Throwback Thursdays: Dan Flavin Comment Cards

  1. Long An image of a dark room with colored tube-shaped light bulbs spanning floor to ceiling installed onto a far wall that gets smaller with distance from the viewers perspective. The bulbs alternate in pink and orange, and some are close to one another, some several feet away in an unclear pattern, each bulb casting a reflection of alternating pink and orange on the glossy floor.
Installation view, Dan Flavin: Pink and Gold, Museum of Contemporary Art Chicago, Dec 9, 1967–Jan 14, 1968, © MCA Chicago.


The recently opened exhibition To the Racy Brink (on view through December 10) dives deep into the MCA's history of exhibitions, performances, and publications. Among the museum's earliest documentation and ephemera is a print-on-demand exhibition catalogue that accompanied Dan Flavin: Pink and Gold (1967–68). Comments were solicited from visitors who came to see the artist's first solo museum show with the intention of including their notes in the final catalogue. Though, in the end, they didn't make the cut, the comment cards featured here express a range of reactions—positive, perplexed, and downright pissed off—testaments to the risky ventures undertaken by the young institution.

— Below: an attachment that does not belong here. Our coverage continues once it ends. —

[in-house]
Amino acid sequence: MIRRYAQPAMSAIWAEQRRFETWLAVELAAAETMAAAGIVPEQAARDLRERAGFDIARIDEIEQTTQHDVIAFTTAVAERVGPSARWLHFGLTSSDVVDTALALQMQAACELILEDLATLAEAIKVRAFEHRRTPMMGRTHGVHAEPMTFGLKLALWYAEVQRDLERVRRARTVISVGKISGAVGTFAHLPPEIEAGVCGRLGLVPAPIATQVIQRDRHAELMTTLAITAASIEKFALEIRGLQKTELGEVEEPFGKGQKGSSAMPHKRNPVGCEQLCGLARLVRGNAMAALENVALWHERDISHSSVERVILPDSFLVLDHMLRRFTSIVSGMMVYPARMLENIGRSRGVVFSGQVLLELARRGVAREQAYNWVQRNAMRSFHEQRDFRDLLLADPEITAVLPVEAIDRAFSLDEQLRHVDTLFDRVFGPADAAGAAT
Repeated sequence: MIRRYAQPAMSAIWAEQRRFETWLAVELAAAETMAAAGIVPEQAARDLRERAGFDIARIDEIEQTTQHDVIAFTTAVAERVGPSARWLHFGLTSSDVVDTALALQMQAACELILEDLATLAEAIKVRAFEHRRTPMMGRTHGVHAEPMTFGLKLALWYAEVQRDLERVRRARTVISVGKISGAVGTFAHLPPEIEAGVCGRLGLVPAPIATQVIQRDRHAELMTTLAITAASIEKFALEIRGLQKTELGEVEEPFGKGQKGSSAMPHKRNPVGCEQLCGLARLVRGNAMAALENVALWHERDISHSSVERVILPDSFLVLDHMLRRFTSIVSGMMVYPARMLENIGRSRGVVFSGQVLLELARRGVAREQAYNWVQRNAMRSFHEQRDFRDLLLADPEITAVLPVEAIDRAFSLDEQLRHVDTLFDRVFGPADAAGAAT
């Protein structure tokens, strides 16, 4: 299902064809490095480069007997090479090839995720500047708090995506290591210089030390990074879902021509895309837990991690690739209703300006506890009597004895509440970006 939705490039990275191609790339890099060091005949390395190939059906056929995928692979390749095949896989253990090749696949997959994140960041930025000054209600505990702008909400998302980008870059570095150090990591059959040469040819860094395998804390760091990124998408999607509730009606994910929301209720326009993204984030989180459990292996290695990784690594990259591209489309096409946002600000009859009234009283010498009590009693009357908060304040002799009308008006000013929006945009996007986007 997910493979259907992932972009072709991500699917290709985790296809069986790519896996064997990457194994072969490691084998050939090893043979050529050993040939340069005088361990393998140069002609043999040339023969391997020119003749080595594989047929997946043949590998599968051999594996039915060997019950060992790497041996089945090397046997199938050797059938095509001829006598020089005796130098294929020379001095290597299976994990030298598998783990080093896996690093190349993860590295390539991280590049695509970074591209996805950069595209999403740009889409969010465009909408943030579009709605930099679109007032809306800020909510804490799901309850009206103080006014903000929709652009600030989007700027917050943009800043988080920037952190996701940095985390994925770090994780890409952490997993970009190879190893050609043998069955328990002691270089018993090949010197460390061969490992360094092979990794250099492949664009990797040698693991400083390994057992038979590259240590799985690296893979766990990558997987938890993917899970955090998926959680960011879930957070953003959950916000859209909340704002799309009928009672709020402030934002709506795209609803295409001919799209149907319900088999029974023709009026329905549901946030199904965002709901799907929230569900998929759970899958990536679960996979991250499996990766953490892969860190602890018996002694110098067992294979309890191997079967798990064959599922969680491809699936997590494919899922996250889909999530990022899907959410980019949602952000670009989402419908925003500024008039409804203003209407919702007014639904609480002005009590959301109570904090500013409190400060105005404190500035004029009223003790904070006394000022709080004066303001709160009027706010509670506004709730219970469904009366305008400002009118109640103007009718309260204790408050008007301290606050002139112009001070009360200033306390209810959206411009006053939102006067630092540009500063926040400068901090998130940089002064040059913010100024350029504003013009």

Fueling the Enemy Kitchen